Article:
USDA gets more bullish — This week in the grain markets



Grain markets headed into the October long weekend on a high note after the USDA published a fairly bullish October WASDE report on Friday, October 9th, 2020. In it, the UDSA dramatically lowered soybean ending stocks, which helped propel the oilseed complex higher, including canola and soybean futures getting back up to levels not seen since spring of 2018. Corn futures jumped up to a new one-year high, and while wheat futures did pull back on Friday, they did hit a five-year high earlier in then year.

Going into the October WASDE, most market participants were looking at what the USDA was going to adjust average corn and soybeans yields to, as well as if they’d recognize the strong pace of export sales so far. On the supply side of things, the USDA actually raised average corn yields by 0.7 bpa to 178.4, while soybean yields were raised by 0.3 to 51.9; both updated yield numbers are new records. The kicker, however, was that the USDA lowered harvested acres for corn by about 800,000, while harvest soybean acres were felled by 633,000 acres. As a result, U.S. corn and soybean production numbers both came in below the market’s expectations, and thus, was bullish for investors.

While we knew that ending stocks were going to be lower, given the significant reduction by the USDA in their quarterly stocks report on September 30th, the trade’s pre-report guesstimates were still too high. Compared to their September WASDE, the USDA cut their forecast for U.S. soybean ending stocks by more than a third to now sit at 290M bushels, a five-year low. Helping drive this was an increase in U.S. soybean exports by 3.5% to nearly 60 MMT.

This is important, considering that U.S. soybean exports sales have already hit 40.7 MMT (or nearly 1.5B bushels, if converting metric tonnes into bushels) for the 2020/21 crop year. This is nearly TRIPLE what had been bought by this time a year ago and, for perspective, this amount of sales wasn’t reached last year until May 11th (yes, just 5 months ago, or 8 months into the 2019/20 crop year!).

The one asterisk here is Brazil, which is facing some of their own dry conditions, just as their soybean Plant 2020 campaign begins. Nonetheless, CONAB – Brazil’s version of the USDA – is forecasting a new record soybean harvest of 133.7 MMT, or up 7% from last year’s 124.85 MMT, which is the current record. Further, Brazilian soybean exports, as estimated by CONAB, are also expected to be a record in 2020/21 of 85 MMT, or up nearly 4% from 2019/20’s shipments. For comparison, in the October WASDE, the USDA kept their estimate of Brazilian soybean production and exports in 2020/21 at 133 MMT and 85 MMT, respectively.

Staying in South America, Argentina continues to deal with their own dry issues, and, accordingly, the USDA dropped its estimate for the wheat harvest there by 500,000 MT to 19 MMT, while exports dropped by an equal amount to 13 MMT. With the dryness in mind, it was announced this week that the Argentina government has approved a GMO wheat variety from biotech firm, Bioceres. In doing so, Argentina becomes the first country in the world to approve GMO wheat, which is something that’s been poo-pooed on many times in the past by many countries/consumers. It’ll be interesting to see how the world reacts to this decision, especially Brazil since the bulk of their wheat imports come from Argentina.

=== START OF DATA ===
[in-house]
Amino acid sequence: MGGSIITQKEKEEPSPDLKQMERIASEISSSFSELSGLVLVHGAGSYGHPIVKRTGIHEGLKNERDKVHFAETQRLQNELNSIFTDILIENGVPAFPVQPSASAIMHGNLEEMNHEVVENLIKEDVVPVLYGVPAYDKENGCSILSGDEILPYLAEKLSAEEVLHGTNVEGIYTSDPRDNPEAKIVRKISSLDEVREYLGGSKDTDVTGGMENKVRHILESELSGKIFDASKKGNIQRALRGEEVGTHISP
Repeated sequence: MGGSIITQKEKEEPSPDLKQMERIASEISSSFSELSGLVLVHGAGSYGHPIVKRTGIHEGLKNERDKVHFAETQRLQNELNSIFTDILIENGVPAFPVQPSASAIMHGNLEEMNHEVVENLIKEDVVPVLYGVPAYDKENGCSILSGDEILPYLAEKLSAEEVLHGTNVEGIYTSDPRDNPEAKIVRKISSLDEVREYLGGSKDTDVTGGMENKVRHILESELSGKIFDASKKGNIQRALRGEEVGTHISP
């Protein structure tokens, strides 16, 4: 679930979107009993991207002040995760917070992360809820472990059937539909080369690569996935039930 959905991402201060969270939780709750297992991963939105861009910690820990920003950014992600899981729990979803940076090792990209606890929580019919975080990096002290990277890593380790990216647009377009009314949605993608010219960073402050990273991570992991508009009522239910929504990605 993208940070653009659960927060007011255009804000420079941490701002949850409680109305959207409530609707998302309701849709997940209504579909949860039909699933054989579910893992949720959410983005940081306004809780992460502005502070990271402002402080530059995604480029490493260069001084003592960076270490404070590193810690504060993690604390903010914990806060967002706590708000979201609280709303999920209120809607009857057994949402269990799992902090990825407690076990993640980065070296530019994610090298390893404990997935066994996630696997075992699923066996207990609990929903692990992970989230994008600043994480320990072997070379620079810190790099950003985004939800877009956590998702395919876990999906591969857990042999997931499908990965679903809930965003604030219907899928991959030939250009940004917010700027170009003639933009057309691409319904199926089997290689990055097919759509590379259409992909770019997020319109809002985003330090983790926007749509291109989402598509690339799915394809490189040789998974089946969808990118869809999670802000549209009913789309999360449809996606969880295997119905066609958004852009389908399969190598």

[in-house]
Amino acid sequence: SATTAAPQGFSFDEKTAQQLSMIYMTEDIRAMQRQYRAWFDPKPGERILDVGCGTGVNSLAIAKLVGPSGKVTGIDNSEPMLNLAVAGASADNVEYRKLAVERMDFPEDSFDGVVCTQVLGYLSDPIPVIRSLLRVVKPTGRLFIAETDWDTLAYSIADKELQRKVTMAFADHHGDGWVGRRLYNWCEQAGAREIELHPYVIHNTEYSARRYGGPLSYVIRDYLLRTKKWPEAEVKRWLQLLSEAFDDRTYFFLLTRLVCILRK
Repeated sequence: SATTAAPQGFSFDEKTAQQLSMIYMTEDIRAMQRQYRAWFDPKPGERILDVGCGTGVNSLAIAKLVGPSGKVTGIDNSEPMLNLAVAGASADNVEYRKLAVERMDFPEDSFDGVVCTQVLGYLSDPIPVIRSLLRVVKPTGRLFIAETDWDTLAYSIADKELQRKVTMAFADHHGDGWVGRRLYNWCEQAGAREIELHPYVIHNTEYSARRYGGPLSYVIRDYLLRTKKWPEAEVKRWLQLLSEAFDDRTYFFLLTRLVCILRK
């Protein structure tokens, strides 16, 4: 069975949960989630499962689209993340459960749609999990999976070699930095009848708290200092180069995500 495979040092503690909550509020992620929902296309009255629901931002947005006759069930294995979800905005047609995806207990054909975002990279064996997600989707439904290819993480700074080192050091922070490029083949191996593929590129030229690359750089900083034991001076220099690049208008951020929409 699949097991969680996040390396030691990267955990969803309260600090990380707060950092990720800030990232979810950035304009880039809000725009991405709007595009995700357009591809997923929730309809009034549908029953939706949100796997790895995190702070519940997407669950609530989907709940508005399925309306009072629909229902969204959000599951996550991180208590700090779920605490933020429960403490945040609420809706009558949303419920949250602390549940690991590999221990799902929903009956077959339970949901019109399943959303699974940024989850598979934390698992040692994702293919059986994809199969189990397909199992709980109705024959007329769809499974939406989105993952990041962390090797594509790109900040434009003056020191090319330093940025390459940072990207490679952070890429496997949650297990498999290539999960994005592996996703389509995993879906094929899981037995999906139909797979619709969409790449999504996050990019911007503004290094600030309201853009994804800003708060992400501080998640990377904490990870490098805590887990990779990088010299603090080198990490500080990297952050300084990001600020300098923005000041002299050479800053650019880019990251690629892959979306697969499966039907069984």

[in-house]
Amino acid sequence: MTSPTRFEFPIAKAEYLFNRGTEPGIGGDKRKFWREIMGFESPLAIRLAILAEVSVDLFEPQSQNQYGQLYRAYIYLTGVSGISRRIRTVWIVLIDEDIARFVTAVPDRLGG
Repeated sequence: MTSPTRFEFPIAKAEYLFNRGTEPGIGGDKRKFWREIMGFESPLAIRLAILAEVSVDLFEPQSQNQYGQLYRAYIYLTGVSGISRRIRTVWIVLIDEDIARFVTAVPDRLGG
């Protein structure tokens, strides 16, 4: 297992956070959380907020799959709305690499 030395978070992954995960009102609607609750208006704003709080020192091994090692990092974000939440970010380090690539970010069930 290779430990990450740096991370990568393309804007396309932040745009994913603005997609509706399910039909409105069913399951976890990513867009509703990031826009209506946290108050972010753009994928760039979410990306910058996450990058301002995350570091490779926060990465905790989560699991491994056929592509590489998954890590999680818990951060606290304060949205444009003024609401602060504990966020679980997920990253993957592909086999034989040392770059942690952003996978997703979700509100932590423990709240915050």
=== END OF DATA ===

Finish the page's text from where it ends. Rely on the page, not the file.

Wheat prices acted a bit wild this week on the futures board as speculative money piled into the bullish pressure that the lack of rain is creating: the U.S. HRW wheat belt is now facing its driest conditions since 1979. In that vein, this week, Chicago SRW wheat prices pushed up above $6 USD/bushel, the first time they’ve done so since July 2015! This has translated well for those Canadian producers of low-protein wheat, as indicated by where CPS wheat prices are currently sitting in the Prairies. If you’ve got some you’re looking to market, ensure all your bases are covered, and post it on the Combyne agricultural trading network today!

Moving forward in wheat, both the larger Australian and smaller Argentine wheat harvests, we should expect a bit of pressure on the world trade front. This should likely pressure those bullish wheat speculators, especially in Chicago and Kansas City futures. The good news for spring wheat growers is that, this past week, Minneapolis futures held up well against the gains in its SRW and HRW counterparts. Accordingly, there’s more expectation that HRS wheat futures could remain elevated in the coming weeks, while the winter wheat values start to retract.

Ultimately, it makes sense for grain markets to be feeling good/bullish heading into the long weekend – Thanksgiving in Canada and Columbus Day in America. Ultimately, trade flows, harvest progress, and what happens in the next few weeks leading up to the U.S. Presidential election on Tuesday, November 3rd. On that front, the flames continued to get fanned, especially when you try and factor in the COVID-19 pandemic.

As a reminder though, grain prices are looking attractive right now, but the key phrase here is “right now). Thus, I reiterate my suggestion from last week that even if you’ve recently made some sales, consider my recommendation from last week about getting some additional coverage on the balance sheet, be it for nearby delivery, deferred, or even new crop 2021! Regardless, given what we’ve had to deal with this year, you deserve to at least give yourself that extra slice of pumpkin pie this weekend!

Happy Thanksgiving!

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